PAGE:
What about ditch depth?  

What type of hose for running the water supply?  

Thanks


Offline river place

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Re: work site infratructure electric and water
« Reply #11 on: September 10, 2007, 05:49:24 PM »
I found this link regarding trenching and trying to find one I found previously that stated water cannot be in the same trench

http://esp.aps.com/resource/metering/esrm/600.pdf

I plan on running 1 inch pex from the well tank at least 2ft deep.  Depth is depends on the frost line in your area and local building codes.

Offline n74tg

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Re: work site infratructure electric and water
« Reply #12 on: September 10, 2007, 06:21:20 PM »
Hi and welcome to the forum.  I'm over in Hot Springs and building my own place too.  I did a lot of research when designing my concrete footers and the info I found said the frost depth around here is just a few inches, so burying your PEX at 2 feet is probably a fair amount of overkill, especially if you're having to dig in rock/rocky soil.

What elevation is your acreage at?

Tony
My house building blog:

http://n74tg.blogspot.com/

Offline FrankInWI

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Re: work site infratructure electric and water
« Reply #13 on: September 11, 2007, 06:11:19 AM »
I'm in central Wisconsin.  Frost depth is to 4 feet.  I'm in all sand though, so getting down won't be tough...except for roots from trees.  
We have had a fantastic Spring and Summer....  8-) Much sun and warmth.  Someone flipped the switch yesterday after months of incredible weather.... forecast of frost tonight up at our dacha!  I called the brother-in-law to have him run over and open the plug on the bottom of the pump to let the water run out.   :-X Last year a early frost (and not that cold!) busted the casing on the front of the pump.   I traded my brother in law some used plywood I got for an extra pump he had.   He doesn't have another, don't want to bust another!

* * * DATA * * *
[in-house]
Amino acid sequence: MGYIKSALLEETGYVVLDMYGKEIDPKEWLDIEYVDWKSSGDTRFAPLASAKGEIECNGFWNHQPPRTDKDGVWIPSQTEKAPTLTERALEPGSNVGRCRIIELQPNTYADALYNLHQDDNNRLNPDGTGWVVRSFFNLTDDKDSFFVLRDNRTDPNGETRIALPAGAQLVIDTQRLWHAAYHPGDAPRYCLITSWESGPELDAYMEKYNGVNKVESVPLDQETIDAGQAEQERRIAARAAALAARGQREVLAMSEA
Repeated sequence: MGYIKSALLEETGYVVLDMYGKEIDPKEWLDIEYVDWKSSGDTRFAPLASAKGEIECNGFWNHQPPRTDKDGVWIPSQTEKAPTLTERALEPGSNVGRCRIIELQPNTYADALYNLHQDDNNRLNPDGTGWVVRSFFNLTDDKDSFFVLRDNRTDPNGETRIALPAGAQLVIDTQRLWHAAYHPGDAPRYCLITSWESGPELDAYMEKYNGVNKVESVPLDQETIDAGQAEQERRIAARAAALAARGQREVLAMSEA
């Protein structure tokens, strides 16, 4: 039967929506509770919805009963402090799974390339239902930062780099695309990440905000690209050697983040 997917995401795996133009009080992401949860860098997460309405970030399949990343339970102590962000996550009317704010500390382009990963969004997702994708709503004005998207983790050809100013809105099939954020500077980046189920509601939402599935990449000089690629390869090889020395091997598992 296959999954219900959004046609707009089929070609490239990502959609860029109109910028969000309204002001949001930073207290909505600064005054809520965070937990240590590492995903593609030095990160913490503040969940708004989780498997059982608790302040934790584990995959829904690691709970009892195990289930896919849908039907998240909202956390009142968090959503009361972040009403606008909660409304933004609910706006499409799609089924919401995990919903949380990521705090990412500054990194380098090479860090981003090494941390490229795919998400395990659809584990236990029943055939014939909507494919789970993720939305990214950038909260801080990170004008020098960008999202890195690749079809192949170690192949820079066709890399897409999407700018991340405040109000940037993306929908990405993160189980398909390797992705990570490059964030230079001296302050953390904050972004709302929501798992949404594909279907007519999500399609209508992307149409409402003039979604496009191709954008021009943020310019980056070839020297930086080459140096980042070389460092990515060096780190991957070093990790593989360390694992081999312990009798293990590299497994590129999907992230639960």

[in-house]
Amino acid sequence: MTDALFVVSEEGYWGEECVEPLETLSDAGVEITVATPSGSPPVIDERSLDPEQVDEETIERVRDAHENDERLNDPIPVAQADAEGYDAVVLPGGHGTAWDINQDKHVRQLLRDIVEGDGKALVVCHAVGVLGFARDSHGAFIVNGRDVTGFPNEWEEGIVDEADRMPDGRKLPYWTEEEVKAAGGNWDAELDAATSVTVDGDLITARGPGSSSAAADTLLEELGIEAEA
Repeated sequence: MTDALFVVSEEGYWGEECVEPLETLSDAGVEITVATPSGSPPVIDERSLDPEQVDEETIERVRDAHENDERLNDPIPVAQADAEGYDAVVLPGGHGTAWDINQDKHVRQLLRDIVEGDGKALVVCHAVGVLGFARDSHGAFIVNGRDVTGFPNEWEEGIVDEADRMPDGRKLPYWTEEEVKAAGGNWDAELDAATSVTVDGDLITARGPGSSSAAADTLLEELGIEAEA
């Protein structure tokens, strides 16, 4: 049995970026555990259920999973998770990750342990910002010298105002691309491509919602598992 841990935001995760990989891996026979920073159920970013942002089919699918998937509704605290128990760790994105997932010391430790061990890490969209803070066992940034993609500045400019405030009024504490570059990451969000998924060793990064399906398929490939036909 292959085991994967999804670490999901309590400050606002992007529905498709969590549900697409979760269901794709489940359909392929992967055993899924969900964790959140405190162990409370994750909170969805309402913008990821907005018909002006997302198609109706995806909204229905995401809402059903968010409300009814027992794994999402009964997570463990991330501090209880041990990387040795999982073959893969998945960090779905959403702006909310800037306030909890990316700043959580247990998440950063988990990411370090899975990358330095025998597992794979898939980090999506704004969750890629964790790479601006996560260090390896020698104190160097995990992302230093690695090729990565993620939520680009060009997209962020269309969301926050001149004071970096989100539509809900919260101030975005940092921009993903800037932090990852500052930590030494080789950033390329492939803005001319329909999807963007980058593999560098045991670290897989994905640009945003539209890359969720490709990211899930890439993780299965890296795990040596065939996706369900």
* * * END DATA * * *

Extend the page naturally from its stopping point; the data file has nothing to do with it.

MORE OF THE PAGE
god helps those who help them selves

Offline river place

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Re: work site infratructure electric and water
« Reply #14 on: September 11, 2007, 10:07:33 AM »
No worry about frost here for sometime yet!

I checked out the GPS last time we were at the build site and got 722ft for elevation.  If I don't have to go to 2ft that would be nice as it'll save a lot of time and effort.

Offline blackdog

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Re: work site infratructure electric and water
« Reply #15 on: September 11, 2007, 10:17:44 AM »
river place, re your shed...  it sounds like you looking for something like this - http://www.countryplans.com/cgi-bin/yabb2/YaBB.pl?num=1187577062.

The plans I used were for an 10' x 8' shed which I modified to be 6' x 8'.  If you find the Little House Plans won't do the trick, the plans I used can be had for free at - http://www.just-sheds.com/Free_shed_plans.htm

(John, not sure if you want links to other building sites, so feel free to delete the link)

Offline fishing_guy

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Re: work site infratructure electric and water
« Reply #16 on: September 11, 2007, 10:37:16 AM »
I know what you mean.  We were up to our property in Northern Minnesota last weekend.  The thermometer said 36F when I got up.  Didn't believe it, it felt like the mid 40's.  Then I saw the thin film of ice on a puddle.  OOPS...I guess Mother Nature isn't that kind to us.  There is a freeze warning up there tonight.


Luckily, I haven't put a pump in the well yet.  Onw less thing to worry about!
A bad day of fishing beats a good day at work any day, but building something with your own hands beats anything.